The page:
Your Children Are Not Your Children

“Your children are not your children.

They are sons and daughters of Life’s longing for itself.

They come through you but not from you,

And though they are with you yet they belong not to you.


You may give them your love but not your thoughts,

For they have their own thoughts.

You may house their bodies but not their souls,

For their souls dwell in the house of tomorrow,

Which you cannot visit, not even in your dreams.”

These wise words of the 20th century poet and philosopher, Kahlil Gibran would surely have been approved of by our great Biblical (and Talmudic) commentator Rashi, who lived 10 centuries earlier.

I am thinking of the sharply insightful comment of Rashi to an event in the early life of Abraham. When Abraham is summonsed by God to leave behind his comfortable home in Haran, he takes his adopted nephew Lot with him and Sarah. Abraham obviously has a close and loving relationship with Lot – this is evident in the text twice emphasising “and Lot went with him” (Genesis 12:4) and “Avram took Lot” (Ibid 5). The first verse also implies a closeness; he (Lot) was with him, he learnt from him, he admired him and sought to emulate his charismatic uncle. This is also picked up in the later verse: “And Avram went up from Egypt…together with Lot” (Ibid 13:1).

Yet, as often happens with sons and fathers (and stepfathers), they drift apart. Lot may well have felt overwhelmed by the large and compelling character of his foster father. So when their herdsmen argue and Abraham suggests they part ways, Lot readily responds moving to the sybaritic Sodom and away from the influence of his uncle.

It is not however Lot’s flawed personality but Abraham’s expansive character that strikes me. Most parents and guardians would be deeply hurt of their children or wards deserting them or choosing a lifestyle antithetical to their’s.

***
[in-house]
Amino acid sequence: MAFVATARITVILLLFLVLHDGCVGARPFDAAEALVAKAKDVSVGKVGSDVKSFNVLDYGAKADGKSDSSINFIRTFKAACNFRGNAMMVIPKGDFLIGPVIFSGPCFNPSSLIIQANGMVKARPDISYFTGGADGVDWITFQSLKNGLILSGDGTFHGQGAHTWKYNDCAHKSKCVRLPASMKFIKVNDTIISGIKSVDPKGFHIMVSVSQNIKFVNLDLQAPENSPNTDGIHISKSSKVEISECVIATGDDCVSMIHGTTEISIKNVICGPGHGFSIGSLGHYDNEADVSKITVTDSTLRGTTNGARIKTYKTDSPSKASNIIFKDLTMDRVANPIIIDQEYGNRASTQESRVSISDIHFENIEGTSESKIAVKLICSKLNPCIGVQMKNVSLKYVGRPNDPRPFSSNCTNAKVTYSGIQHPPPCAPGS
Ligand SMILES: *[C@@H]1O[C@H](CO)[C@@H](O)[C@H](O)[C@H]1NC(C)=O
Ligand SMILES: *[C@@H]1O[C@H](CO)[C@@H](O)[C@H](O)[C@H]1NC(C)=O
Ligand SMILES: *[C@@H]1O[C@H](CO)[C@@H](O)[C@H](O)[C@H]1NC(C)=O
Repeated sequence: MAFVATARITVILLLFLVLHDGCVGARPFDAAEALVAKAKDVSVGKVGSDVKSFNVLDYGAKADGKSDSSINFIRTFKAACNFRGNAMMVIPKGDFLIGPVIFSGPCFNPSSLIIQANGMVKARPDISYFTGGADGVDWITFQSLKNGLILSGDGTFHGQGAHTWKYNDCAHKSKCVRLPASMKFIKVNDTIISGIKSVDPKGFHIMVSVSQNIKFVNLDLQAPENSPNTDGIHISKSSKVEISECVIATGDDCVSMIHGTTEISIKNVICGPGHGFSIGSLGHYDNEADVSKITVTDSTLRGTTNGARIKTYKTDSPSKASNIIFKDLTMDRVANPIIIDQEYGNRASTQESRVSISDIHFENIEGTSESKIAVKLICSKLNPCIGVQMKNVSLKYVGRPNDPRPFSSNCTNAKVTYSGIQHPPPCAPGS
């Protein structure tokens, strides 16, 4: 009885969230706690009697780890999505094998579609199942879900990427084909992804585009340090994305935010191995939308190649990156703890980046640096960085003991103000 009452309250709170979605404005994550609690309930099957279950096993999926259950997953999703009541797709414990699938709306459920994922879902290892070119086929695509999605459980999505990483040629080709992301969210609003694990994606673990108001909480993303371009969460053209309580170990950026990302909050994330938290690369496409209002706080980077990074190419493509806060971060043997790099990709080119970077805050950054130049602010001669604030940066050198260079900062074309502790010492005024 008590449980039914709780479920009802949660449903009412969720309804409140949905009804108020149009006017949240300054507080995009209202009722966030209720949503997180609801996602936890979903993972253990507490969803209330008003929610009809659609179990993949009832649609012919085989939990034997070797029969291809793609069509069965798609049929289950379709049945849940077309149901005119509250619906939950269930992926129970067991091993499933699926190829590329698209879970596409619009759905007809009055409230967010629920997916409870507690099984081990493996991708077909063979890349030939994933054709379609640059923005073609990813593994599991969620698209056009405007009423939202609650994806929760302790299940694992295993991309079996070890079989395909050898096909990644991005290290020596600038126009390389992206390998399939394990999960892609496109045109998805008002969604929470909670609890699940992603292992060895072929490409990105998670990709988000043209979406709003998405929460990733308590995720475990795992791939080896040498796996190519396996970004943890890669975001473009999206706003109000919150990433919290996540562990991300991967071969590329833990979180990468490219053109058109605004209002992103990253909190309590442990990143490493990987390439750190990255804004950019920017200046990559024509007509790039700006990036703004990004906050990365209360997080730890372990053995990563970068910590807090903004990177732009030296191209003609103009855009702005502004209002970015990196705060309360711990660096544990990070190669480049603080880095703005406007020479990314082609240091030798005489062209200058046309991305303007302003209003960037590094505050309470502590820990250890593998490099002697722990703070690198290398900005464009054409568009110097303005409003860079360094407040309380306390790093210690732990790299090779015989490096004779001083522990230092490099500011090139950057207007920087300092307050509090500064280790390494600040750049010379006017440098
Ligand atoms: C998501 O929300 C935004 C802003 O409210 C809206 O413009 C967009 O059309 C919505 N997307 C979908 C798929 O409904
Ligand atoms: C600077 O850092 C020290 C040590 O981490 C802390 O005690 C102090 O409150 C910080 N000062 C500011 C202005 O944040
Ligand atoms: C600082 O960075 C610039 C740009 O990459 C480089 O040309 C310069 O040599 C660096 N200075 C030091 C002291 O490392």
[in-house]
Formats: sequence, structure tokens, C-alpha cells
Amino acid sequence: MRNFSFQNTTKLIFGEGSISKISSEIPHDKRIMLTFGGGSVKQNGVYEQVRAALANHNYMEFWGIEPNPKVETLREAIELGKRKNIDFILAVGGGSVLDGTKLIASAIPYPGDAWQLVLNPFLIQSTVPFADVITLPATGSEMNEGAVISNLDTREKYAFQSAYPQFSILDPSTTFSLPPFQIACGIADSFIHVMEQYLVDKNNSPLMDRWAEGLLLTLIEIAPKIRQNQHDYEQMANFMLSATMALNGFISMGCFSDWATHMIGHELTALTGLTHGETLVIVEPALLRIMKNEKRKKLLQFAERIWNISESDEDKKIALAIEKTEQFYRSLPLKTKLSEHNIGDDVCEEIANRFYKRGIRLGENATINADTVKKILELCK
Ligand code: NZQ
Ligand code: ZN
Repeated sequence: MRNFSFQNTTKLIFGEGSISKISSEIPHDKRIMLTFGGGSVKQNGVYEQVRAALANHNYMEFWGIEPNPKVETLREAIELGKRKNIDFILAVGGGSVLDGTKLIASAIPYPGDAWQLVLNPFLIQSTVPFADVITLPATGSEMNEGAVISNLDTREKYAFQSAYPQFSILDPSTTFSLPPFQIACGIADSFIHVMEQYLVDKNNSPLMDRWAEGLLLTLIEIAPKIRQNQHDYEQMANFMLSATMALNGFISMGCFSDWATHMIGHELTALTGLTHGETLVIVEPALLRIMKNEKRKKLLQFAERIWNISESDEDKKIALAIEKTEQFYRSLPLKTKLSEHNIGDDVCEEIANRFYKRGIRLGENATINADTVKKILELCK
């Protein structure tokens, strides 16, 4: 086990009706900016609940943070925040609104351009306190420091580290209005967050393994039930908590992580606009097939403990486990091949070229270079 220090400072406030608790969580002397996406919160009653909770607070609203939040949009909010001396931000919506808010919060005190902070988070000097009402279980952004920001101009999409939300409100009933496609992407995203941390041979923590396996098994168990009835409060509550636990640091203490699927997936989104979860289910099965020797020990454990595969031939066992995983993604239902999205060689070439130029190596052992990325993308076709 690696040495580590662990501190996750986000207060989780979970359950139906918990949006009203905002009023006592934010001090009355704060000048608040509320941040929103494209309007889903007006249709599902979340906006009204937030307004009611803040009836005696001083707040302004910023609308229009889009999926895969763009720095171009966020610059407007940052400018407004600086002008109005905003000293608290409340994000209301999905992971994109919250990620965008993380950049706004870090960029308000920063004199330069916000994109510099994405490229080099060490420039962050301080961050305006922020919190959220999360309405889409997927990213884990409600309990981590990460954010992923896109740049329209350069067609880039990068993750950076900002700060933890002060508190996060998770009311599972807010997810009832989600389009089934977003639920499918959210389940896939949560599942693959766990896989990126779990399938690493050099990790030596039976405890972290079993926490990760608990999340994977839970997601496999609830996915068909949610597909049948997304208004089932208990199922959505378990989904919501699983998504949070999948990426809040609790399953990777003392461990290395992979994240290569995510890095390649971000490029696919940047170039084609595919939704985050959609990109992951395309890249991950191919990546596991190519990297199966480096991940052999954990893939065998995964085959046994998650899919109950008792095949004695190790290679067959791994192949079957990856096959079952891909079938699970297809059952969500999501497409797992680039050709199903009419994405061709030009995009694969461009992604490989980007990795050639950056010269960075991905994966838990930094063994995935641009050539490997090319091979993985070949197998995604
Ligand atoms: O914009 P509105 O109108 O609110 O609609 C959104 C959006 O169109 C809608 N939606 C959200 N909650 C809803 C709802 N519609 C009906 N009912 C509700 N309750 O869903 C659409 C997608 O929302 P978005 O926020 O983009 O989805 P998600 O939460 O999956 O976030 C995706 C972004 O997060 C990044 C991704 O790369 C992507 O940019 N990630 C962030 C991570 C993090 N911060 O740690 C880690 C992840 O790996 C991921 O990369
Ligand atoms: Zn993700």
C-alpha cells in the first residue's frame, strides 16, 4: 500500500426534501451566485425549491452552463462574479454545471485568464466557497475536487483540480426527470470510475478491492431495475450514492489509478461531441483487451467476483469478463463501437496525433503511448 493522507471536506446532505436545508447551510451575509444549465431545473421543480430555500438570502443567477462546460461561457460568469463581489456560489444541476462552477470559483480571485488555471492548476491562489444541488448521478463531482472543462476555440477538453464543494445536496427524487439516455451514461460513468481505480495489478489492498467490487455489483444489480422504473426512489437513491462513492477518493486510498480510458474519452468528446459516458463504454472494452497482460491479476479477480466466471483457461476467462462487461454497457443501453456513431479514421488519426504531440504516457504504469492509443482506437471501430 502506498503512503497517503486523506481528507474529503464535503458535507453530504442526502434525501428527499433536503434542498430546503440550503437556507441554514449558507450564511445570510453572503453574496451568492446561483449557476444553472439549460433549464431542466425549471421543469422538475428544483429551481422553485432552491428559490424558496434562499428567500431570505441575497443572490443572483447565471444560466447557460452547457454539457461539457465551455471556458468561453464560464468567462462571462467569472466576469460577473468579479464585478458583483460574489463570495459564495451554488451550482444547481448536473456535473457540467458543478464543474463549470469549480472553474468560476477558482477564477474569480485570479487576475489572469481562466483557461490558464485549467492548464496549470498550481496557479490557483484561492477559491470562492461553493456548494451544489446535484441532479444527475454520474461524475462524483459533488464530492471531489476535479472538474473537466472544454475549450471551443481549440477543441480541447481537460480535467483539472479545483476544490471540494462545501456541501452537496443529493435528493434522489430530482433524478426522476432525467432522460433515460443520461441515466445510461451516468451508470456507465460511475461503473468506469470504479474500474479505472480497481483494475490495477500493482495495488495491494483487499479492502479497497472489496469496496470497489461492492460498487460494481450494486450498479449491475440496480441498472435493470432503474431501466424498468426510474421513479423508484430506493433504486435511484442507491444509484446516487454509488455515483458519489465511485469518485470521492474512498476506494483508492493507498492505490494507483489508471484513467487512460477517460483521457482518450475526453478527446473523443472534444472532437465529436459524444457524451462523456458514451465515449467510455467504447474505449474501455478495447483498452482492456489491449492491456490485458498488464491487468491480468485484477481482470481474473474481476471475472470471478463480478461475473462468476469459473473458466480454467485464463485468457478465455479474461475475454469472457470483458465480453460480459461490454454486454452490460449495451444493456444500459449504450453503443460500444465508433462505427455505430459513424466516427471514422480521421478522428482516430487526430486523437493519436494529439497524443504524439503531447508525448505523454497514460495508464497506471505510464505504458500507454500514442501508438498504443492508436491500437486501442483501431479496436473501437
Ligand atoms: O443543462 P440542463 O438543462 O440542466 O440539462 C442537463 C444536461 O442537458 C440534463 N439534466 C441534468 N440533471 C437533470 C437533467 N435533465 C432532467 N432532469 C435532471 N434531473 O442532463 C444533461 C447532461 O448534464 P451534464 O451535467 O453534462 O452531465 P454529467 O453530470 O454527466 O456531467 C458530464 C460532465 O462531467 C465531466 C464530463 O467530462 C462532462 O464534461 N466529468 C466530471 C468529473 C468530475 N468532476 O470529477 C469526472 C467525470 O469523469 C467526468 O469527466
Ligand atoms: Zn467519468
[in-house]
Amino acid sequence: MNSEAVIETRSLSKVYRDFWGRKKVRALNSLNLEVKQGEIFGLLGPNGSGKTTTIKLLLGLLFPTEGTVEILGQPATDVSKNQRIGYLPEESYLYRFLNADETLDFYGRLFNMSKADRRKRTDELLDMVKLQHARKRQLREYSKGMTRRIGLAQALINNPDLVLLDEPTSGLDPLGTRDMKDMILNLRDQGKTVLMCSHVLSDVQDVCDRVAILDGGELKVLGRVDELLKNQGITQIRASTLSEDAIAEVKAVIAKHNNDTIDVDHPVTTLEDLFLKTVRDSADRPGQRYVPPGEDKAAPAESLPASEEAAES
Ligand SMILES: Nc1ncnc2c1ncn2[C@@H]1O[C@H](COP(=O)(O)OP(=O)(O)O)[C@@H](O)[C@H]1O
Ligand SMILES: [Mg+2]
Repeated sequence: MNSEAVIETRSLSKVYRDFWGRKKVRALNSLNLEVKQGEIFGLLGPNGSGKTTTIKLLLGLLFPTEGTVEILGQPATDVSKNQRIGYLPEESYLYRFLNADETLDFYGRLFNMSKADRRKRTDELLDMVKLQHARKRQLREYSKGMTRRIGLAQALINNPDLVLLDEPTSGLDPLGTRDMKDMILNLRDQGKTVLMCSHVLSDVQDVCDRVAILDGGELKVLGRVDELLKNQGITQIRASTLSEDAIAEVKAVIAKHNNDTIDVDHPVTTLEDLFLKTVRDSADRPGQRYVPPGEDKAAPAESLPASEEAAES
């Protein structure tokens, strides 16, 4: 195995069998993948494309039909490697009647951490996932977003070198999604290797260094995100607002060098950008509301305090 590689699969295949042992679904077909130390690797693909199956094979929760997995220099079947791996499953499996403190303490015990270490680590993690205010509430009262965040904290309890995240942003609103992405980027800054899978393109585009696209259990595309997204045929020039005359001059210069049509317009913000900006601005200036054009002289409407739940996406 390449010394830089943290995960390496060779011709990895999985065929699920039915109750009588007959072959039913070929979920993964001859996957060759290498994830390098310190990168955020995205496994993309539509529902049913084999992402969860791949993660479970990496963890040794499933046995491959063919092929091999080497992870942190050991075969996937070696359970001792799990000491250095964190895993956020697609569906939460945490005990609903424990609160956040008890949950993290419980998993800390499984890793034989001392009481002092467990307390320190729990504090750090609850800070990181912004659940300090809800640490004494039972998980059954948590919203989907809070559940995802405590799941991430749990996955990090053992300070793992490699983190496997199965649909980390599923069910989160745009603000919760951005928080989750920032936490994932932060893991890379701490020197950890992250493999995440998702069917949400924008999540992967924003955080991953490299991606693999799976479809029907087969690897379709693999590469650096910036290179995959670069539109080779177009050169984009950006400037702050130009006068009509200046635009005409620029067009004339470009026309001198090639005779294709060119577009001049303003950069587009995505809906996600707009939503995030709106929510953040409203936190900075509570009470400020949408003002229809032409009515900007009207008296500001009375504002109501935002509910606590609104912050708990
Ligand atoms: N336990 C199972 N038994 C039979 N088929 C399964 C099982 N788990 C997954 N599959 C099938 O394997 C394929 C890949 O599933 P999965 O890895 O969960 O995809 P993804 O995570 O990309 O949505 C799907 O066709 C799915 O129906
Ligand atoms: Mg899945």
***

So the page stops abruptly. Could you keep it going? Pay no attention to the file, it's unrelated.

And this is where the deeply thoughtful comment of Rashi comes to the fore: addressing the separation of Lot from Abraham’s words: “If you go to the left, I will go to the right…” (Ibid 13:11) Rashi writes: “This means wherever you may settle, I will not go far from you and I will stand by you as a shield and as a help…” (the verse conveying Avraham’s offer to be there on his right or left).

This is a simple statement but unsurpassed in its expression of solidarity and the meaning of being a parent. To be a parent is to stand by your child no matter what, it is to be a “magen”, a shield and a protector; it is to be an “eyzer”, a helper and supporter. Our children may betray our values, abandon our most precious beliefs, but they are still our children…

They may disappoint and devastate us but we cannot abscond from our love and responsibility towards them. This is the kind of parent God is to us, this is the kind of parent we should try to be to our children – we “house their bodies, not their souls.”

This is also one of the messages of the enigmatic binding of Isaac – Abraham could not, or was not allowed to, ultimately sacrifice him because Isaac was not a possession of his.

Our children are not our children to control and manipulate, but they are our responsibility to protect and support – regardless of their choices. Their souls belong to them and to the future.


Shabbat Shalom.

Your Children Are Not Your Children

Rabbi Ralph

About the Author
Rabbi Genende recently retired as the Senior Rabbi of Melbourne’s premier Caulfield Shule and took up the position of Senior Rabbi and Manager to Jewish Care Victoria, Melbourne’s largest Jewish organisation. He was a senior Reserve Chaplain in the South African Defence Force and is now Principal Rabbi to the Australian Defence Force, Member of the Religious Advisory Council to the Minister of Defence (RACS), board member of AIJAC (Australian Israel Jewish Affairs Council) and member of the Premier's Mulitifaith Advisory Group. He was President of JCMA (Jewish Christian Muslim Association) and a long time executive member of the Rabbinical Association of Victoria. He also oversees Yad BeYad a premarital relationship program, is a member of Swinburne University’s Research Ethics Committee and of the DHHS ,Department of Health Ethics Committee and sits on the Glen Eira City Council’s Committee responsible for its Reconciliation Action Plan for recognition and integration of our first peoples. Ralph has a passion for social justice and creating bridges between different cultures and faiths. For him the purpose of religion is to create a better society for all people and to engage with the critical issues facing Australian society. The role of the rabbi is, in his words, to challenge the comfortable and comfort the challenged. In 2018 Rabbi Genende was awarded an OAM for his services to multi-faith relations, and to the Jewish community of Victoria. Rabbi Genende is a trained counsellor with a Masters degree from Auckland University. He is married to Caron, a psychologist, and they have three children and two grandchildren.